Is there a moment in your daily life in which you perceive to be a European?

Definitely. In fact, most of the time I feel European, and this movement has become stronger ever since my native country, Bulgaria, entered the European Union, although I live really in France all the time and only rarely go back to Bulgaria. But I know that an important part of myself is determined by my childhood and early years that I spent in Bulgaria, and thus the inclusion of Bulgaria within the political entity of the European Union was an important step for me. In fact, I basically do not feel European but French, because that is the citizenship that I enjoy nowadays. When I have to cross a border and show my passport, it is a French passport and not a European one. But otherwise I feel much more a European, I am very proud of European tradition, although I have not contributed to its quality much, but I am proud to belong to this entity which is a plural and complex one. Of course Europe also has many dark pages and many dark sides, but I think that it is possible to construct a positive model out of European history, and it is in that model that I project myself into and I identify with.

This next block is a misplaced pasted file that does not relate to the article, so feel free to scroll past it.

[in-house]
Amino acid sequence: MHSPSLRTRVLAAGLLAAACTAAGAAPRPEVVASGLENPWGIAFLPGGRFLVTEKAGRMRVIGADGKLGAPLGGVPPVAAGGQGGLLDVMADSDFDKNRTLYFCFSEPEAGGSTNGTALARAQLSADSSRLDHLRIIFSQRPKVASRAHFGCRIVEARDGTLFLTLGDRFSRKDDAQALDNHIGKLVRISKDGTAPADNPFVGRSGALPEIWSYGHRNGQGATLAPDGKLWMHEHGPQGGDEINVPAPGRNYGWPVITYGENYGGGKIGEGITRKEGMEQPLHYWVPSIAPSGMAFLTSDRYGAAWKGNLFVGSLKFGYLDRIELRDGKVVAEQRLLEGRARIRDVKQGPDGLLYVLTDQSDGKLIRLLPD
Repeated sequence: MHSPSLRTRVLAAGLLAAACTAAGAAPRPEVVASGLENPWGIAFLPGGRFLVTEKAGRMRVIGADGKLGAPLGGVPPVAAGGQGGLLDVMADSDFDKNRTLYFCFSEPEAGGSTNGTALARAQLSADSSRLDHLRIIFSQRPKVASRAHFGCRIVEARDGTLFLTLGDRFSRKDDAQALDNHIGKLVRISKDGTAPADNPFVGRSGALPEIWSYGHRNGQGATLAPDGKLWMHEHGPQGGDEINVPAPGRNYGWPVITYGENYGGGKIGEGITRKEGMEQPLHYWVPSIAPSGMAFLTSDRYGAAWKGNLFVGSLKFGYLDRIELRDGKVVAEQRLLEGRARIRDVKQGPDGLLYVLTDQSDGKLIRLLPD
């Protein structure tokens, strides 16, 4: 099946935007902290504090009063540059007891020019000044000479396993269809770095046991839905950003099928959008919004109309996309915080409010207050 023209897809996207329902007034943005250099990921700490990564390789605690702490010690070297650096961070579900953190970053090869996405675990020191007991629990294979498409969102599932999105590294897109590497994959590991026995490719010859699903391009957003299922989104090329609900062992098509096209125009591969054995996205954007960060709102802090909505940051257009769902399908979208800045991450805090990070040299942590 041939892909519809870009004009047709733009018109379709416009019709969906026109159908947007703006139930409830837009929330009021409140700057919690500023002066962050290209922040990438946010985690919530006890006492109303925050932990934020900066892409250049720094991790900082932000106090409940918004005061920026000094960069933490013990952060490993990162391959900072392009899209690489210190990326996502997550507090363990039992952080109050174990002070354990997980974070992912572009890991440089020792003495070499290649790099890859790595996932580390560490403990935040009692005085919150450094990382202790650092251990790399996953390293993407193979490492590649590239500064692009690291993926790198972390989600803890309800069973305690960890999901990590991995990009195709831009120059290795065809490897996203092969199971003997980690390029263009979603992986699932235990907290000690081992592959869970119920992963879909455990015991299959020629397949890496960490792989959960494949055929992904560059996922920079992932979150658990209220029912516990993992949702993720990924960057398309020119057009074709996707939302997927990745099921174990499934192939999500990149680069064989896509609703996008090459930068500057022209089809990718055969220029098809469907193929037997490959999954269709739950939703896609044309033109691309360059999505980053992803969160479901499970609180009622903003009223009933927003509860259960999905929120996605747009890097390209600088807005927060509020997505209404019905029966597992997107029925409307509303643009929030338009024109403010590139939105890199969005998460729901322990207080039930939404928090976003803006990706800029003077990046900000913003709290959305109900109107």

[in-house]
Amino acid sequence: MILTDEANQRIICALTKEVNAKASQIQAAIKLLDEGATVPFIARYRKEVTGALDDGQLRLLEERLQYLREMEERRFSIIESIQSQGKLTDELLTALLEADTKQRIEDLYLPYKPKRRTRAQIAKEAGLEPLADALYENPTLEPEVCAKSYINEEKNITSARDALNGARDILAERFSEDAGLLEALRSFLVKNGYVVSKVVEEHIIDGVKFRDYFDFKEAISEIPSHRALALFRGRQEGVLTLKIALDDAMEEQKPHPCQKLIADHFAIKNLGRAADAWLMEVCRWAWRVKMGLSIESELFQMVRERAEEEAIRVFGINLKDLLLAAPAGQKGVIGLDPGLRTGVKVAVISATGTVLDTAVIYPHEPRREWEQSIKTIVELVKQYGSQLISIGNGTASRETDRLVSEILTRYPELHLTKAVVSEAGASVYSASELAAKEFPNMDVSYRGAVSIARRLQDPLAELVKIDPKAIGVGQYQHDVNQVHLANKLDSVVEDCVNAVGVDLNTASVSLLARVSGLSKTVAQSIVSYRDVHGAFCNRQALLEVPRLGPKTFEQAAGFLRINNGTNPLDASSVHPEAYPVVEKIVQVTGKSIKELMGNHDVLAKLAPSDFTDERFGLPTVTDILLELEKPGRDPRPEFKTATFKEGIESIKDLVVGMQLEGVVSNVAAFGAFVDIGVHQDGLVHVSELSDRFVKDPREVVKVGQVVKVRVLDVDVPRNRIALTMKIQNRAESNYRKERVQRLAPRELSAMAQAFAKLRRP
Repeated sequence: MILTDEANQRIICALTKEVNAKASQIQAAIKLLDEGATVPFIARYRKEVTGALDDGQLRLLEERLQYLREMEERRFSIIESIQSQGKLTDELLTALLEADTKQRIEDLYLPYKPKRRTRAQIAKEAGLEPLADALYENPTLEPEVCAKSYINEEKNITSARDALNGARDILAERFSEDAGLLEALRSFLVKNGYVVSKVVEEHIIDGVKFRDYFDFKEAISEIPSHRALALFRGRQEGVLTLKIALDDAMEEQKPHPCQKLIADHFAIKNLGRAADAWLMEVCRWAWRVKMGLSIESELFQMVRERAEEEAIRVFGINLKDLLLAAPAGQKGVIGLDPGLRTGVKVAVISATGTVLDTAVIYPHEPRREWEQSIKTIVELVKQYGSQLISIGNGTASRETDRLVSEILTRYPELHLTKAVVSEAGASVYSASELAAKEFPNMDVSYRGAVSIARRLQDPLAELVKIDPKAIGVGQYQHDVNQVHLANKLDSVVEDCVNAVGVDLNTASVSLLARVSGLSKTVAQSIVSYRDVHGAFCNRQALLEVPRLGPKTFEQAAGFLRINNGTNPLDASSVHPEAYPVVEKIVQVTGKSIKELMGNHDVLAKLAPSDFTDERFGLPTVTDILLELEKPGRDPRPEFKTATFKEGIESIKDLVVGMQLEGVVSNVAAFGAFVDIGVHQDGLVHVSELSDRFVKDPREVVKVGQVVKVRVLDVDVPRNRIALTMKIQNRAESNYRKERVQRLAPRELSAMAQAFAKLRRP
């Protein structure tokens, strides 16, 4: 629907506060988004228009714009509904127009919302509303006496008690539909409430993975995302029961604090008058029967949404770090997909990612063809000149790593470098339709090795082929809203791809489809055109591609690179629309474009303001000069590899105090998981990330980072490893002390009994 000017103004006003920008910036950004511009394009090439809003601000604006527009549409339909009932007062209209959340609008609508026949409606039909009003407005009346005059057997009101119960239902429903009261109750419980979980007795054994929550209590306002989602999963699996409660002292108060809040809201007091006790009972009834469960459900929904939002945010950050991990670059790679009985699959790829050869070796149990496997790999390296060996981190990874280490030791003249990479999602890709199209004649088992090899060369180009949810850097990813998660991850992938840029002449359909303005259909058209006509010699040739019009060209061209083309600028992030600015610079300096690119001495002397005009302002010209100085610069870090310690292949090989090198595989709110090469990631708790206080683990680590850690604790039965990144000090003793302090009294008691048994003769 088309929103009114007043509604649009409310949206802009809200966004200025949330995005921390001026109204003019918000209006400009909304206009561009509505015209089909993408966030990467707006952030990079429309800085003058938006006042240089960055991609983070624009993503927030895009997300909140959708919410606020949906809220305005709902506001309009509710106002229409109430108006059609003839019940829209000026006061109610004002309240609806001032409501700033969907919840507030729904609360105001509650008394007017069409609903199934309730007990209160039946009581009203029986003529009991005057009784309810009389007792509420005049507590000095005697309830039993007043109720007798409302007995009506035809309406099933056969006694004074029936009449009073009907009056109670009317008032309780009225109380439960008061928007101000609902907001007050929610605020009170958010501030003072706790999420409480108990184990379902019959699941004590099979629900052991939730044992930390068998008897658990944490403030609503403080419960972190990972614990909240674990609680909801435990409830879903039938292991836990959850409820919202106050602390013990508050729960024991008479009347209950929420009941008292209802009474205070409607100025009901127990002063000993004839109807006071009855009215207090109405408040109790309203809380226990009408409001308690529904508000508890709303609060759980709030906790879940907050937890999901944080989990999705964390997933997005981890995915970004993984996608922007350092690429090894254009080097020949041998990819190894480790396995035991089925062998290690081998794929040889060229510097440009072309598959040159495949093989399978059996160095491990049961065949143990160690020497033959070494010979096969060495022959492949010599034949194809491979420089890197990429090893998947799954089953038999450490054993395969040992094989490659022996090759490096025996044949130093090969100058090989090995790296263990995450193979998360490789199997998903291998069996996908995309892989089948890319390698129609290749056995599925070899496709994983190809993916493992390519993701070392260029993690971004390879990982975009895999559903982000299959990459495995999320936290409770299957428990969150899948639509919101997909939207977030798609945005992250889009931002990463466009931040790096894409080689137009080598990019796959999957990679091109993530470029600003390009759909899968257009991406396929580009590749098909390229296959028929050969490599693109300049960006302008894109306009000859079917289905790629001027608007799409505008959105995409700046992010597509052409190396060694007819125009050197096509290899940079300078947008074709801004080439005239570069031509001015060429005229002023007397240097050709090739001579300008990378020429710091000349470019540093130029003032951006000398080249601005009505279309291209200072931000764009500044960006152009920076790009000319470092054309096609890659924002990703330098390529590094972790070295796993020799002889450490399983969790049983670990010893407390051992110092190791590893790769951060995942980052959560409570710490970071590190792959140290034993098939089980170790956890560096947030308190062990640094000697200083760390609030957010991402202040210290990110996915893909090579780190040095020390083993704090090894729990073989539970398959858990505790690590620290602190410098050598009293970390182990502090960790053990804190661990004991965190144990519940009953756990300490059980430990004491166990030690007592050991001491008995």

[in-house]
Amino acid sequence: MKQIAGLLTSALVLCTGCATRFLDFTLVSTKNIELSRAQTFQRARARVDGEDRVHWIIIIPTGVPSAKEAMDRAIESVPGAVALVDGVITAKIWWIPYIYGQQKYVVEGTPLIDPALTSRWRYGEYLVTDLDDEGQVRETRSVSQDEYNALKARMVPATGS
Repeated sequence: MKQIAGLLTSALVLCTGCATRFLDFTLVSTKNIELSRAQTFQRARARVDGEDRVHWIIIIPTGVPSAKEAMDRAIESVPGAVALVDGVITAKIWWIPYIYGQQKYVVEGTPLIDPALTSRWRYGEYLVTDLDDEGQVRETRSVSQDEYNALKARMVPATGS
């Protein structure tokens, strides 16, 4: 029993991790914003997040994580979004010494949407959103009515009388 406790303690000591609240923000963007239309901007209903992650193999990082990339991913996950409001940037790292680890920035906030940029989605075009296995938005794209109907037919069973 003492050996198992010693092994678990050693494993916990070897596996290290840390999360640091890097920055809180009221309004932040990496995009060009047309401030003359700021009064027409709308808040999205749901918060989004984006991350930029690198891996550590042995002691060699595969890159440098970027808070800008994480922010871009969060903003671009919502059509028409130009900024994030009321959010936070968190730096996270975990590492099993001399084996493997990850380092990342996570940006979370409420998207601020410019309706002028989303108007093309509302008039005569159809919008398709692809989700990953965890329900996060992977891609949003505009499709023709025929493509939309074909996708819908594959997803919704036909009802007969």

Will there be a day in which we will define ourselves as Europeans and not as French, Italians and so on?

Well, I am not sure that this day will really come, because while we have citizenship or an identification with a cluster of values, we also have smaller attachments, and one of these attachments is a more cultural one, and cultures depend heavily on languages, and I do not think that we will ever speak “Europeanese”, a kind of mixture of European languages. We will keep speaking German, Spanish, French and Italian, and even English every now and then, like between the two of us today, but this implies that important characteristics of our daily experience will remain attached to this cultural identity and sometimes the belonging is even smaller than that identity. One can feel one belongs to Catalonia or to Sicily or to Piedmont, and I do not think this is something that we should try to eliminate.